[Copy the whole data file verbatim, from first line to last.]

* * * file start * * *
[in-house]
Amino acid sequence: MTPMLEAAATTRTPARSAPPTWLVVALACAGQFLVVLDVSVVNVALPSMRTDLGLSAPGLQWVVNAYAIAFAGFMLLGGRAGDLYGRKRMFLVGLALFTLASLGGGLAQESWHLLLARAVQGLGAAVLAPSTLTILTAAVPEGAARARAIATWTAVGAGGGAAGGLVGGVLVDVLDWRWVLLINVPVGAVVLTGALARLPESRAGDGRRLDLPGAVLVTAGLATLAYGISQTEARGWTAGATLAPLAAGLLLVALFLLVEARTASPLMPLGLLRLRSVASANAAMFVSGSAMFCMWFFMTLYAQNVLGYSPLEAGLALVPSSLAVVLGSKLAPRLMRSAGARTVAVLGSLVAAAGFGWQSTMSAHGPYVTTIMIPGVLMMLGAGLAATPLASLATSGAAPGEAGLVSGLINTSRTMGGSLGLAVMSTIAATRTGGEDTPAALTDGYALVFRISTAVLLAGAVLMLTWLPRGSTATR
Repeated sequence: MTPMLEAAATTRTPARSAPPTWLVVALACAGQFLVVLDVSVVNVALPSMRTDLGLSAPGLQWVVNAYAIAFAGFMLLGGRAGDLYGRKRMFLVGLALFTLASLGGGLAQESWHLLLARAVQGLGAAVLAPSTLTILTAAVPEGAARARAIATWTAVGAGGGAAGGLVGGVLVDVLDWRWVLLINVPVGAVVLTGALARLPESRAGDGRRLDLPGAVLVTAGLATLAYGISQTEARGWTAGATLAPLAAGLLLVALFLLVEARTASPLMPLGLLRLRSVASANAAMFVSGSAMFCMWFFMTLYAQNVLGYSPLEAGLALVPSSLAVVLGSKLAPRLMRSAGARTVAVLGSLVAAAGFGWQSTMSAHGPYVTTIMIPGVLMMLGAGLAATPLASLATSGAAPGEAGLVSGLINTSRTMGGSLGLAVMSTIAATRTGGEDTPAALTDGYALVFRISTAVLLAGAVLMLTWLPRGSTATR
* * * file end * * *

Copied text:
[in-house]
Amino acid sequence: MTPMLEAAATTRTPARSAPPTWLVVALACAGQFLVVLDVSVVNVALPSMRTDLGLSAPGLQWVVNAYAIAFAGFMLLGGRAGDLYGRKRMFLVGLALFTLASLGGGLAQESWHLLLARAVQGLGAAVLAPSTLTILTAAVPEGAARARAIATWTAVGAGGGAAGGLVGGVLVDVLDWRWVLLINVPVGAVVLTGALARLPESRAGDGRRLDLPGAVLVTAGLATLAYGISQTEARGWTAGATLAPLAAGLLLVALFLLVEARTASPLMPLGLLRLRSVASANAAMFVSGSAMFCMWFFMTLYAQNVLGYSPLEAGLALVPSSLAVVLGSKLAPRLMRSAGARTVAVLGSLVAAAGFGWQSTMSAHGPYVTTIMIPGVLMMLGAGLAATPLASLATSGAAPGEAGLVSGLINTSRTMGGSLGLAVMSTIAATRTGGEDTPAALTDGYALVFRISTAVLLAGAVLMLTWLPRGSTATR
Repeated sequence: MTPMLEAAATTRTPARSAPPTWLVVALACAGQFLVVLDVSVVNVALPSMRTDLGLSAPGLQWVVNAYAIAFAGFMLLGGRAGDLYGRKRMFLVGLALFTLASLGGGLAQESWHLLLARAVQGLGAAVLAPSTLTILTAAVPEGAARARAIATWTAVGAGGGAAGGLVGGVLVDVLDWRWVLLINVPVGAVVLTGALARLPESRAGDGRRLDLPGAVLVTAGLATLAYGISQTEARGWTAGATLAPLAAGLLLVALFLLVEARTASPLMPLGLLRLRSVASANAAMFVSGSAMFCMWFFMTLYAQNVLGYSPLEAGLALVPSSLAVVLGSKLAPRLMRSAGARTVAVLGSLVAAAGFGWQSTMSAHGPYVTTIMIPGVLMMLGAGLAATPLASLATSGAAPGEAGLVSGLINTSRTMGGSLGLAVMSTIAATRTGGEDTPAALTDGYALVFRISTAVLLAGAVLMLTWLPRGSTATR